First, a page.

Create a plan for obtaining emergency help. This becomes important not only for those living alone, but for those patients/survivors who may be home alone intermittently throughout the day. Check into emergency alert services or panic buttons connected to a home monitoring or security service. Personal Emergency Response Systems or PERS are designed to alert medical personnel or a family member to a potential problem. Emergency services will then respond directly to the home. Be sure the address outside is easily visible from the street should emergency personnel need to find the home. The Center for Aging Services Technologies hosts a listing of companies at their website that offer PERS.
Ask a neighbor to knock on the door each day, or allow friends to help by choosing a day of the week to call and be sure all is well. Use one of the many online support communities to maintain connections and help organize a schedule of help and support. MyLifeline.org, offers a Helping Calendar, an easy tool where friends and family can view the treatment schedule and learn how to best help. CareFlash provides a place on the Internet to share information surrounding a loved one's health circumstances. They also allow the caregiver a way to reach out to their community by communicating the needs of the patient/survivor. This allows people to donate time, meals or services during a stressful time. This is all available in a private, organized website, individual for each patient. Learn more at http://www.careflash.com/.
Won't calling hospice be a sign of giving up on life?
Experts I've interviewed all say that most people call hospice too late, often thinking that calling hospice means "the end is near," and signals that you are giving up on survival. Many families have also heard that you can't call hospice until you are six months from dying, and wonder how you can tell--worry that if they call too soon they won't be qualified for hospice at the very end, when it's needed most.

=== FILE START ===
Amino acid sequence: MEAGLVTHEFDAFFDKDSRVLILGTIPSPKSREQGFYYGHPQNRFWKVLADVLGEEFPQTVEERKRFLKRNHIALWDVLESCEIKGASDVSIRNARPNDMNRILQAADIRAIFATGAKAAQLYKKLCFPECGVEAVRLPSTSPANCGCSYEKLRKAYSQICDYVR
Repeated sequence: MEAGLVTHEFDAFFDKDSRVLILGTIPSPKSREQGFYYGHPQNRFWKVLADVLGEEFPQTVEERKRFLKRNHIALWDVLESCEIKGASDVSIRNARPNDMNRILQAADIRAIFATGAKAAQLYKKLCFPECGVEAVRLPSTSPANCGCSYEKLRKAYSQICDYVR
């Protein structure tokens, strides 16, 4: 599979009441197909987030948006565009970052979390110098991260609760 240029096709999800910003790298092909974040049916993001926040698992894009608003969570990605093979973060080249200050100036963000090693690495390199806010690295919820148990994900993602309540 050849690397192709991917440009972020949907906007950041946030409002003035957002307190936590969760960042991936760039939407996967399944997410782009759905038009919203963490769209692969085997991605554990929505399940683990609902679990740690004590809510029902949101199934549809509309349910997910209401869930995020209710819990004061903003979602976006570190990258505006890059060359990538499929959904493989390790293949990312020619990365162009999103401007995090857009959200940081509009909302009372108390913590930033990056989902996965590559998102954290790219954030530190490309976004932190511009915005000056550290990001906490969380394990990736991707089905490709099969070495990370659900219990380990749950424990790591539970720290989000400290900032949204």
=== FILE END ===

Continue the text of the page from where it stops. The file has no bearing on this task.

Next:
Questions about "timing" and "limits" have to do mostly with reimbursement. Hospice is fully covered by Medicare, Medicaid, and most HMOs and insurance companies. To qualify for a Medicare hospice benefit, a doctor must certify that the patient has less than six months to live if the disease runs its normal course. The doctor has to recertify the patient at the beginning of each benefit period (two periods of 90 days each, followed by an unlimited number of 60-day periods). Some patients have been covered as long as 2 years. There may be differences in coverage between carriers, but the main limit on coverage is someone being willing to do the paperwork to get reimbursement. Most hospices will accommodate your need. The American Cancer Society has a good explanation of who pays for hospice care here. http://www.cancer.org/Treatment/FindingandPayingforTreatment/ChoosingYourTreatmentTeam/HospiceCare/hospice-care-who-pays
More important, when a cure is no longer possible, hospice helps provide the kind of pain relief, comfort, and quality of life that are important at the end of life, especially after a long struggle with a debilitating disease. In a hospital, the doctor tends to be in control of the situation. In hospice care, the patient and family are, with the help of hospice specialists. And if you live alone, don’t worry: hospice will help you figure outhow to deal with things.